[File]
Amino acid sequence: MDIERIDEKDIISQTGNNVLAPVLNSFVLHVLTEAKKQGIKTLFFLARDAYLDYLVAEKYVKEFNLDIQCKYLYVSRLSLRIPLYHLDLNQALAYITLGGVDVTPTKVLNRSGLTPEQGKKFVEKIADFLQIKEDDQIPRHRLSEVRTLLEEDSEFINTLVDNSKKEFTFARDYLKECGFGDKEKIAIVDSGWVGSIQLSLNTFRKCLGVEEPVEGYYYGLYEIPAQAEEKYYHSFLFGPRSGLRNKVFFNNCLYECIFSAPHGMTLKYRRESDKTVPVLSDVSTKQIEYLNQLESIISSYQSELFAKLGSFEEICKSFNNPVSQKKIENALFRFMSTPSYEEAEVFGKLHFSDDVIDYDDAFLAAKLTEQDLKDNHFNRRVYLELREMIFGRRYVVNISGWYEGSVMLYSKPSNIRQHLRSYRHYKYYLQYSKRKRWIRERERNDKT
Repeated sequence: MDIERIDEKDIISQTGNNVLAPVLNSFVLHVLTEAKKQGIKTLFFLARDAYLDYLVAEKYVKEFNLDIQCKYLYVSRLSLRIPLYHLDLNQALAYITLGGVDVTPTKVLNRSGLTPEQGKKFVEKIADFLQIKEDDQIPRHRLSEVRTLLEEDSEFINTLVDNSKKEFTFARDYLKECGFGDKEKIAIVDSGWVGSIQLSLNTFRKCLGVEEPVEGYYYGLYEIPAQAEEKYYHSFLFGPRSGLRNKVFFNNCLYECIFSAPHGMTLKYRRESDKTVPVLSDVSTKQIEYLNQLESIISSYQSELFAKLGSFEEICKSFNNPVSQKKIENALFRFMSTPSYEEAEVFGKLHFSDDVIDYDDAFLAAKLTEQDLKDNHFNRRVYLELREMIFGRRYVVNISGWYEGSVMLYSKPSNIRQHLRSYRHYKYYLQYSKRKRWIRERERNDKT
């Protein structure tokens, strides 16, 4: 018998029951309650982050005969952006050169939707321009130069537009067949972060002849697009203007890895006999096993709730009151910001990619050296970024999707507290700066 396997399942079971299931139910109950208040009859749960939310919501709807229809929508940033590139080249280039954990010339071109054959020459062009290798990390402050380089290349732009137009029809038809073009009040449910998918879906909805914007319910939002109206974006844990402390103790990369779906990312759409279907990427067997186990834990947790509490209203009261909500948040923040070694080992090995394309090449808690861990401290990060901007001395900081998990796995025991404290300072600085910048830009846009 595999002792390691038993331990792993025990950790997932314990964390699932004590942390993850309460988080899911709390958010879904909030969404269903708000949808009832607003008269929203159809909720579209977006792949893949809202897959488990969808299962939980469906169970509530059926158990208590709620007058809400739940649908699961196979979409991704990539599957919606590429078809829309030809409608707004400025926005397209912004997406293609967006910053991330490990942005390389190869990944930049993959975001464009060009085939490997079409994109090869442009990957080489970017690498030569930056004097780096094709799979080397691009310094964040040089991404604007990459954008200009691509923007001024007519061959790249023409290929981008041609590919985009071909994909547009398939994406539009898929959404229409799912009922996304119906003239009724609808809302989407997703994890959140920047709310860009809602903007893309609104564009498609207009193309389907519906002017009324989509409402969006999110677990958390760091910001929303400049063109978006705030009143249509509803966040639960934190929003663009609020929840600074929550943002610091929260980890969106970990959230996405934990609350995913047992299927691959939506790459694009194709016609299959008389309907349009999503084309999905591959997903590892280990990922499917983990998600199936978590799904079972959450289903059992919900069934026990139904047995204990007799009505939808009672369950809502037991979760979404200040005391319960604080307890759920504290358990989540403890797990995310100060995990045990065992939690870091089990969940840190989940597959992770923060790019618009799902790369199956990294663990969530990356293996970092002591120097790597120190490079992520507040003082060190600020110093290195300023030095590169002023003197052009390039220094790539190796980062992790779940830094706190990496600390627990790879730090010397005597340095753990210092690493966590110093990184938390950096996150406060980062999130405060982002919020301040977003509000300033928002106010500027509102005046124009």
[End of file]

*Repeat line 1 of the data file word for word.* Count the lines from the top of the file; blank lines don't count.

Amino acid sequence: MDIERIDEKDIISQTGNNVLAPVLNSFVLHVLTEAKKQGIKTLFFLARDAYLDYLVAEKYVKEFNLDIQCKYLYVSRLSLRIPLYHLDLNQALAYITLGGVDVTPTKVLNRSGLTPEQGKKFVEKIADFLQIKEDDQIPRHRLSEVRTLLEEDSEFINTLVDNSKKEFTFARDYLKECGFGDKEKIAIVDSGWVGSIQLSLNTFRKCLGVEEPVEGYYYGLYEIPAQAEEKYYHSFLFGPRSGLRNKVFFNNCLYECIFSAPHGMTLKYRRESDKTVPVLSDVSTKQIEYLNQLESIISSYQSELFAKLGSFEEICKSFNNPVSQKKIENALFRFMSTPSYEEAEVFGKLHFSDDVIDYDDAFLAAKLTEQDLKDNHFNRRVYLELREMIFGRRYVVNISGWYEGSVMLYSKPSNIRQHLRSYRHYKYYLQYSKRKRWIRERERNDKT